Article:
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Follow These Steps If Your Worries Are Keeping You Up at Night


With everything we have on our plates, it’s no wonder 65 percent of us toss and turn. Whether you worry about work, kids, family, or the ongoing health crisis, it’s hard not to let it get to us. Some of us even struggle to focus during the day. If this is you, read these easy ways to calm anxiety and drift off to dreamland.

At Bedtime

Relax rituals.

When faced with restless nights, many of us turn to “sleep rituals” to restore some sense of control, reveals psychologist Stephanie A. Silberman, PhD. “But when we tell ourselves, ‘I must set the thermostat at X degrees’ or ‘I have to take a bath before bed,’ that gives power to something outside ourselves,” he explained. To build confidence in your ability to drift off without a “crutch,” she recommends switching up wind-down routines. “One evening, you might read a book; another, you might play cards.” This lets you see that you can fall asleep under an array of circumstances.

Breathe deep.

Worries don’t just keep our mind whirling, they lead to physical symptoms like increased blood pressure and muscle aches, all of which disrupt sleep. To soothe your whole body, expert Colleen Carney, PhD, urges deep breathing. “Just inhale, hold for a few seconds, then slowly exhale.” This tells your brain it’s safe to sleep.

Break out a puzzle.

You may have heard that when you can’t sleep, it’s best to get up and do something boring like watch TV. A better way: “You should actually do something a little engaging, like a puzzle,” says expert Joshua Tal, PhD. That’s because boring activities encourage our mind to wander and fixate on why we’re not sleeping, ramping up anxiety even more. “When we do something a little challenging, however, it gets us tired again so we can finally fall asleep.”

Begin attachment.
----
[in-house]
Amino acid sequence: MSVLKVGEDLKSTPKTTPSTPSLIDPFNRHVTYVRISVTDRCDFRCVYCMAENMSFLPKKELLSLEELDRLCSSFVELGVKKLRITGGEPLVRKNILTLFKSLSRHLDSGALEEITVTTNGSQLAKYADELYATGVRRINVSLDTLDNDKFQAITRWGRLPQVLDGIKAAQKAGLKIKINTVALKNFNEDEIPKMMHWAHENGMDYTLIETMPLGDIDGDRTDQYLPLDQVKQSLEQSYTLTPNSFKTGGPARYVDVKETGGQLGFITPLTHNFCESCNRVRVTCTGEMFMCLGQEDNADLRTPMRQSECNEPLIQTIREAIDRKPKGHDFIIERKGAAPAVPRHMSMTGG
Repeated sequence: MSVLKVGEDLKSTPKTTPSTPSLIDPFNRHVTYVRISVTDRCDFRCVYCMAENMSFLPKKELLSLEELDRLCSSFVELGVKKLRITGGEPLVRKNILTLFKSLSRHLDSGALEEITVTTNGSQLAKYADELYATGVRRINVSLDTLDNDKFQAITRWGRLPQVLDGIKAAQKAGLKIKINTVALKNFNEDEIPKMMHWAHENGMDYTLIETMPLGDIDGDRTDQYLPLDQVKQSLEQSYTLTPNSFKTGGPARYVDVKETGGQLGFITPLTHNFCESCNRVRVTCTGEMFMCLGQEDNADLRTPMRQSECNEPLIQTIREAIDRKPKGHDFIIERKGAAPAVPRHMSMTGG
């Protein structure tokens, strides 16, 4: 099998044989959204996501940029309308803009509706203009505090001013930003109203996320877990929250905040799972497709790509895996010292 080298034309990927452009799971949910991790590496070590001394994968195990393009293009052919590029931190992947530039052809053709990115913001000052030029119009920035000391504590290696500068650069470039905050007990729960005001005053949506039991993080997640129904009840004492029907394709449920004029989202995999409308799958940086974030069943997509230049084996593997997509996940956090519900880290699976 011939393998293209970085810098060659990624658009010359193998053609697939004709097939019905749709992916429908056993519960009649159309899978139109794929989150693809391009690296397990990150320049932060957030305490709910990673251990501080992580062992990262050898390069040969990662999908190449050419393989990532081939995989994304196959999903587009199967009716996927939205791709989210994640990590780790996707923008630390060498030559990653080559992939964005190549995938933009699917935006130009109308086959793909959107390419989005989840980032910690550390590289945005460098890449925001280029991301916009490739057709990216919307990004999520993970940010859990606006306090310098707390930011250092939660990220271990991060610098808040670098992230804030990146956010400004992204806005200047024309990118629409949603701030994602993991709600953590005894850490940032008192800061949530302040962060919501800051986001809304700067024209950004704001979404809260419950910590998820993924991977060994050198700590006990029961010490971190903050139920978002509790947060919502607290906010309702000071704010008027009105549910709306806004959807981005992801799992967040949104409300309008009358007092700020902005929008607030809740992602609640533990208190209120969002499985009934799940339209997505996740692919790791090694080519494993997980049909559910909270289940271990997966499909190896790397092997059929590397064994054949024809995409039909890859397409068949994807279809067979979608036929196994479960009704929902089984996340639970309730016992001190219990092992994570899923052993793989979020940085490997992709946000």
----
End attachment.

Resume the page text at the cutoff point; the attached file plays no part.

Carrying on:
During the Day

Greet the sun.

Grabbing fresh air is a time-tested easy way to calm anxiety, slay stress, and improve our ability to fall and stay asleep, notes Carney. “Human beings are clocks,” she says. That’s why keeping a regular schedule and making time to get outside in the morning will lift your mood and help you sleep. In fact, folks exposed to just 10 minutes of natural light in the a.m. sleep better at night.

Grab a pen.

To nip worries in the bud before they even have a chance to keep you up, jot them down as they occur to you throughout the day, advises Silberman. “We often experience racing thoughts at night because it’s finally quiet, and all the worries we put off during the day start to resurface,” she says. “But if you get them on paper during the day—I’m nervous about an upcoming doctor’s appointment, for example—you can deal with them right then and there, preventing them from taking hold at night.”

Keep on relaxing.

The best time to unwind isn’t while you’re in bed, but throughout the day, says Carney. Practice mindfulness —by, say, focusing on your cup of tea or gazing at the mums on your patio. “This decreases your overall level of anxiety so when you do have a worried thought at night, it won’t feel as compelling.” Shifting into a more relaxed state of mind and body during the day ensures the restorative sleep you deserve.

If you’re looking for easy ways to calm anxiety, it’s hard not get get overwhelmed. Hopefully these simple tips will bring you more inner peace.

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